Figuring out one’s role, one’s place in the world …
The American Ideal
Thomas Jefferson’s Declaration of Independence articulates the American Ideal. “We hold these truths to be self-evident, all men are created equal, that they are endowed by their Creator with certain unalienable Rights … Life, Liberty and the pursuit of Happiness. — That to secure these rights, Governments are instituted among Men, deriving their just powers from the consent of the governed, — That whenever any Form of Government becomes destructive of these ends, it is the Right of the People to alter or to abolish it, and to institute new Government…”
An American Hero
Fannie Lou Hamer acted out these principles. A poor Black Mississippi sharecropper, Fannie Lou, in the early 1960s, stopped being afraid and decided to be free. After being beaten, arrested, and thrown out of her house for attempting to register to vote, Fannie Lou became a full time civil rights organizer. Fannie Lou demonstrated, with her life, that she was more powerful than the Klan, more powerful than the local sheriff, more powerful than the entire Jim Crow “Mississippi way of life”. The Jim Crow Mississippi never recovered and Fannie Lou inspired legions of other black citizens to decide to be free.
Responses to Evil
There are three possible responses to large scale evil:
•Submission – the way of the coward
•Violence – the way of the warrior
•Strategic Nonviolence – the way of the peaceful warrior
The way of the coward is the worst possible response to large scale evil because that is what the oppressor needs: submission, acquiescence, cooperation.
The way of the warrior is a vastly better response to evil. Violent responses do suffer from several drawbacks. 1) Large scale violence generates roughly ten civilian casualties for each combatant killed and these civilian casualties are largely women and children. 2) Violence tends to beget violence – the entire society is often brutalized before the conflict ends. 3) The oppressor is ready for violent resistance and, if in fact his forces are vastly superior, the violent response may end in defeat.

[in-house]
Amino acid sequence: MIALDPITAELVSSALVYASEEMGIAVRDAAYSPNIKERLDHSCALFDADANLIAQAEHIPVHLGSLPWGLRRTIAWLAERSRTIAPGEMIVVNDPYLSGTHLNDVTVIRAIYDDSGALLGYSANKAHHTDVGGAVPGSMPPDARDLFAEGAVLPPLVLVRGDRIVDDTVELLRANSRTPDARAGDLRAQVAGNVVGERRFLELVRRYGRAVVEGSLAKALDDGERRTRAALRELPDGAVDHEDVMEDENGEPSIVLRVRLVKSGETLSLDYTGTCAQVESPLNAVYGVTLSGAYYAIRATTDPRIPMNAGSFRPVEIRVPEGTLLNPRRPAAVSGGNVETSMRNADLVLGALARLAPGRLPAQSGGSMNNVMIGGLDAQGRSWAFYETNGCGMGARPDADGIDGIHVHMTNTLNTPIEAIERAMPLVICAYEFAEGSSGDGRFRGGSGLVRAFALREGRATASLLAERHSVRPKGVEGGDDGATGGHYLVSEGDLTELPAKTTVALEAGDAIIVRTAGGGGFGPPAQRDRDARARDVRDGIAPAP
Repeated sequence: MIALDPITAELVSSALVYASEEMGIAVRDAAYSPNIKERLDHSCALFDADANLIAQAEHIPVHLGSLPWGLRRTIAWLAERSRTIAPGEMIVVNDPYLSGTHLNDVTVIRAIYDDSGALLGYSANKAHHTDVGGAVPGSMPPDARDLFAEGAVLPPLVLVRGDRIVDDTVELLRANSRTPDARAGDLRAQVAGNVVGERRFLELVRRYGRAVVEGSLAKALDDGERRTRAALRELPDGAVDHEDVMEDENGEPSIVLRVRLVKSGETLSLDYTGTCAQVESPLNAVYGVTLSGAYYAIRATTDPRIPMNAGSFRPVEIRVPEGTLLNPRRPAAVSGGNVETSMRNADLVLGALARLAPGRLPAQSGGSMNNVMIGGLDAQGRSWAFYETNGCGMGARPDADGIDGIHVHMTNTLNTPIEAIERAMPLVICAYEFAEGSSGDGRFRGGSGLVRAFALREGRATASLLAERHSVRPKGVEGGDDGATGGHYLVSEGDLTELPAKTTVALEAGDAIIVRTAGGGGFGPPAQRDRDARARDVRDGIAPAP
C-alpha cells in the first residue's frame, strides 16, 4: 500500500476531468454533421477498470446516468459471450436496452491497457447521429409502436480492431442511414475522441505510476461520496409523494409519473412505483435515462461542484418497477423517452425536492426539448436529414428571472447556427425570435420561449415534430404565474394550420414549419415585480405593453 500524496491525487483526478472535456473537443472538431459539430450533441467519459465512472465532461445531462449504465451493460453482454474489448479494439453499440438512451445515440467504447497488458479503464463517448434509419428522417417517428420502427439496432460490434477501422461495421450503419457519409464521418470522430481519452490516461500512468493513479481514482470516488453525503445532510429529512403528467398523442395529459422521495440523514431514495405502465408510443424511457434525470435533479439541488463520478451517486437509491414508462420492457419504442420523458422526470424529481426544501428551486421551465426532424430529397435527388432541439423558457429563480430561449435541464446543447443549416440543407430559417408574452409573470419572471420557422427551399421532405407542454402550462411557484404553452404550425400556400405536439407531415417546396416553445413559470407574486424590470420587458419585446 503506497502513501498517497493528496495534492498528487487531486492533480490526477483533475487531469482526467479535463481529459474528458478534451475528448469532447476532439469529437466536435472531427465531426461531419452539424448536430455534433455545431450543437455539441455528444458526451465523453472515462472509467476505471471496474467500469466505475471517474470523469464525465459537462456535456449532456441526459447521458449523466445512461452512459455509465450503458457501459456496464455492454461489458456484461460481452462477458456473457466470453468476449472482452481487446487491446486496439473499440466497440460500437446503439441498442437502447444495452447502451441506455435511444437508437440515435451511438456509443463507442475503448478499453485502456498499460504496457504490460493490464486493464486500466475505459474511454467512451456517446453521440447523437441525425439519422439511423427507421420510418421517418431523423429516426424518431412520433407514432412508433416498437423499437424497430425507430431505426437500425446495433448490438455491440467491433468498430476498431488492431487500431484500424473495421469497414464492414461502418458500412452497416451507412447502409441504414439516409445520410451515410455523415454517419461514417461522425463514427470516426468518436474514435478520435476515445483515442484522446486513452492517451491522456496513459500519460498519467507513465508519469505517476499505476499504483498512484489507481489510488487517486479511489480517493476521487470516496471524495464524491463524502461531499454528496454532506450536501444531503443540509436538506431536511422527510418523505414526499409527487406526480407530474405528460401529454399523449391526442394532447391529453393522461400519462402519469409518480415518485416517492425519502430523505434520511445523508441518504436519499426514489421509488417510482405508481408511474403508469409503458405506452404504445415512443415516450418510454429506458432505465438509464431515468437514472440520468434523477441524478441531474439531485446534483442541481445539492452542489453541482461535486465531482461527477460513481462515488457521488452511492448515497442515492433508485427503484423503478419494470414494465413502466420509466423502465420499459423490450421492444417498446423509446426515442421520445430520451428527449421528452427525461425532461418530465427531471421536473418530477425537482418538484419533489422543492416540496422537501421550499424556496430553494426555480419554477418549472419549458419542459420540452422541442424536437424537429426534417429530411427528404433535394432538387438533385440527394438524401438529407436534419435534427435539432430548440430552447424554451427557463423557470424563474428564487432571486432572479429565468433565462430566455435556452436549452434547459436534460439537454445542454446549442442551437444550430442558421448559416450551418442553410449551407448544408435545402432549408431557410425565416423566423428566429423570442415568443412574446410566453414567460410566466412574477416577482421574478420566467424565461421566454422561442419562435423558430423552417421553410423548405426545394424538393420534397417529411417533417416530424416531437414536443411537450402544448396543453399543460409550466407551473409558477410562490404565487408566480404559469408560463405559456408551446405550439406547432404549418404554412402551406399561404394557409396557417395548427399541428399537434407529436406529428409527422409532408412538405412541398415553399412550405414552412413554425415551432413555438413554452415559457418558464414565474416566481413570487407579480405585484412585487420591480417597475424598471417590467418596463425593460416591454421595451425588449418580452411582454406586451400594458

Strategic nonviolence is, in many situations, the most effective response to large scale evil. Practitioners of strategic nonviolence need no special virtue or qualities — the primary requirement is the simple human trait of stubbornness and our inclination to say a resounding “NO!” to those who would unjustly order us around. And when large fractions of a society say “NO” to a government, that government is helpless. The entire society – churches, trade groups, and social clubs; men, women and children; the old, middle aged, and children; everybody – can participate in resisting the oppressor. Recent campaigns of strategic nonviolence that threw out brutal dictators generated only a fraction of the casualties of a typical military campaign. A nonviolent campaign is more likely to win in those situations where the oppressor has the stronger military force. Finally, the very process of waging a campaign of strategic nonviolence increases the number of citizens who understand themselves to be free and dramatically disperses power throughout the various institutions of the society, thus making it more democratic.
All of my life I have been fascinated with the quest for liberty, equality, and justice.
I worked as an antiwar activist (Central Pennsylvania), a civil rights organizer (with SNCC in Mississippi), and a community organizer (Chicago and India). This taught me that freedom is a decision, not something external that anyone can grant to us or take away from us. And I learned that the human spirit is the most fundamental and powerful force of all.
I began to focus on spiritual issues and spiritual growth (being rather than doing). Along the way I realized that the means by which we fight absolutely determine the ends that we achieve. Violence, at best, may stop some great evil but it is always at great cost. Nonviolence, intelligently applied, may or may not “win” a particular conflict, but a nonviolent campaign always generates many good outcomes.
Eventually, after several other careers, I turned to fiction as a way to stimulate / coax / goad the spirit into moving. Along the way I also write essays on related topics. I see my role today as writing (fiction and essays) to help move toward the American Ideal articulated by Jefferson and embodied by Fannie Lou Hammer.
Contact me: I love to hear from readers. Email me at cyberneticapress at gmail dot com. Thanks, Barry Clemson